Stromer ST1 - Something More Than A BicycleThis spring Papa Wheelies became a Stromer dealer. Stromer is a Swiss brand of electric pedal-assisted bike making headway in America. This type of machine is an idea that has been evolving for the last decade or so and has been getting more and more refined as the technological constraints involved have advanced.
For the past 5 or 6 years we have struggled with how to best tackle this niche. We have sold a few - special orders mostly - and helped a number of individuals tinker with the bike mechanic aspects of bolting a two-stroke gas-powered engine onto a variety of bicycles not designed for the job. We have stocked a battery-powered, pedal-assisted three-speed steel cruiser or two and searched out inexpensive options for a number of customers, but it has never been something that has caught on enough, and the last Torker pedal-assist electric bike we stocked sat around for well over a year before finding a home.
That Torker was fun to ride around town, especially uphill, where you could push a hand-throttle, and as long as you were at least soft-pedaling, it would pull you up the hill. But it was clunky. The mechanism to turn on the electric assist was essentially a cadence magnet, so you needed to pedal a full pedal-stroke before the assist abruptly kicked on. And the front-hub-mounted motor meant that the assist would pull you from the front wheel while your pedaling forces were driving you from the rear, which would be a little disconcerting.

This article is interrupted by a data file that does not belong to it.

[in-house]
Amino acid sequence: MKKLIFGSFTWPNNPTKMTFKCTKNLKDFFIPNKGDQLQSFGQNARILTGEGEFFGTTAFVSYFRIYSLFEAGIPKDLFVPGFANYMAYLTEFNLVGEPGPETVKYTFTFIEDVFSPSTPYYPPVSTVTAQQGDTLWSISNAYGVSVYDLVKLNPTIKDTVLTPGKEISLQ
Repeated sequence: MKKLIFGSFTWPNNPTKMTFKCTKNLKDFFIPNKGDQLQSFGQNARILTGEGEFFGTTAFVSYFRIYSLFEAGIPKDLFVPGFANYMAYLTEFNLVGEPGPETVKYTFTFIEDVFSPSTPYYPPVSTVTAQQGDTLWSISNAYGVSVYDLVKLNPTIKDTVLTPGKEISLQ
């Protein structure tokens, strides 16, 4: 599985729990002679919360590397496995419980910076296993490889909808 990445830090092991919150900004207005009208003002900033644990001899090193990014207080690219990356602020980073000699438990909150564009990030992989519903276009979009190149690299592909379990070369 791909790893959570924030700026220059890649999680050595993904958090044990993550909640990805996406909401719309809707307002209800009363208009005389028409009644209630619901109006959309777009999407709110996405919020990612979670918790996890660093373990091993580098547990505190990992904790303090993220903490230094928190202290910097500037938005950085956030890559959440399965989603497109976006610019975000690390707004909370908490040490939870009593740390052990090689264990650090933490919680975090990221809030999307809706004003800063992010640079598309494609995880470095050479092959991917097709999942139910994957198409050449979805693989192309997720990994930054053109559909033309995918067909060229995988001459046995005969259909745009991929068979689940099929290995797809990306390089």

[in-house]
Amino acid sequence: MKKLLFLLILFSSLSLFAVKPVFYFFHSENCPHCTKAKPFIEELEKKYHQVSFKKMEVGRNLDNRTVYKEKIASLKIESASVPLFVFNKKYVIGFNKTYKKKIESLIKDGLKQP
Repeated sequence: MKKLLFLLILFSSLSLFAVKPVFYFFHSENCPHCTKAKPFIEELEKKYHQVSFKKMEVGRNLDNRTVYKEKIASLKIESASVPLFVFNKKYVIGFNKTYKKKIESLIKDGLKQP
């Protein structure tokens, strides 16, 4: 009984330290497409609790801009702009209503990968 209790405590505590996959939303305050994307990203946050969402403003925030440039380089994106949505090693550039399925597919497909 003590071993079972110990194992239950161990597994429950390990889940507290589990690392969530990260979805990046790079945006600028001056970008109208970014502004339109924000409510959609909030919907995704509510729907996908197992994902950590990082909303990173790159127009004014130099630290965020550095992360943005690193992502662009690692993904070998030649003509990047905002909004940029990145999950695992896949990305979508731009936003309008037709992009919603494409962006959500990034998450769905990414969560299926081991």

A NEW GENERATION
Enter the Stromer. It, and the new Specialized Turbo (which is starting to be available in the US in very limited numbers this year), are a new generation of this genre. The Stromer is very seemless, with a torque measuring device located at the rear hub that not only immediately powers up when you first put pressure on the pedals, it also adjusts power based on rider input. So, if you soft-pedal it adds a gentle push, and when you really push it really moves!
It feels like riding a bike, but with extra power in your legs. The 500-watt brushless motor in the rear hub and the large Lithium-Ion battery integrated into the downtube mean the bike weighs close to 60 pounds, but the weight is so well distributed and the power coming from the motor, well, overpowers the weight.
From a stop at a traffic light or stop sign within 2-3 pedal strokes you are moving along at 20mph, keeping up with cars and trucks and outpacing them at times! The Stromer has four power settings: Power, City, Tour & Eco. For the first few weeks we had Stromers in stock they never left the Power mode, and I took a Stromer ST1 Platinum on the local 8-mile New Castle Island road loop and blew up most of the Segment KOM's on Strava on a quick lunch trip.
It wasn't until I took an extended 15-mile ride on a Stromer with a battery that wasn't fully charged and got worried that I would run out of juice that I started playing around with the other modes. Eco mode is really how a Stromer is meant to be ridden. It gives you the least amount of power assist. It doesn't accelerate off the line and doesn't really feel any different than just riding a bike, until you realize that with a moderate effort you are ticking along at 20+ mph! For extended commuting or extending your typical range on a bike, you can get 50-65 miles on a charge. Regenerative breaking, like in a Toyota Prius, refunds up to 10% of battery power.
Even so, we'll probably keep the demo Stromers in Power Mode for zipping around town, feeling like a kid again, and outpacing cars without breaking a sweat!
Stromer ST1 Elite $3499.99
Stromer Platinum Carbon Fork $3999.99
Stromer Rental/Demo $100/day (applicable to purchase)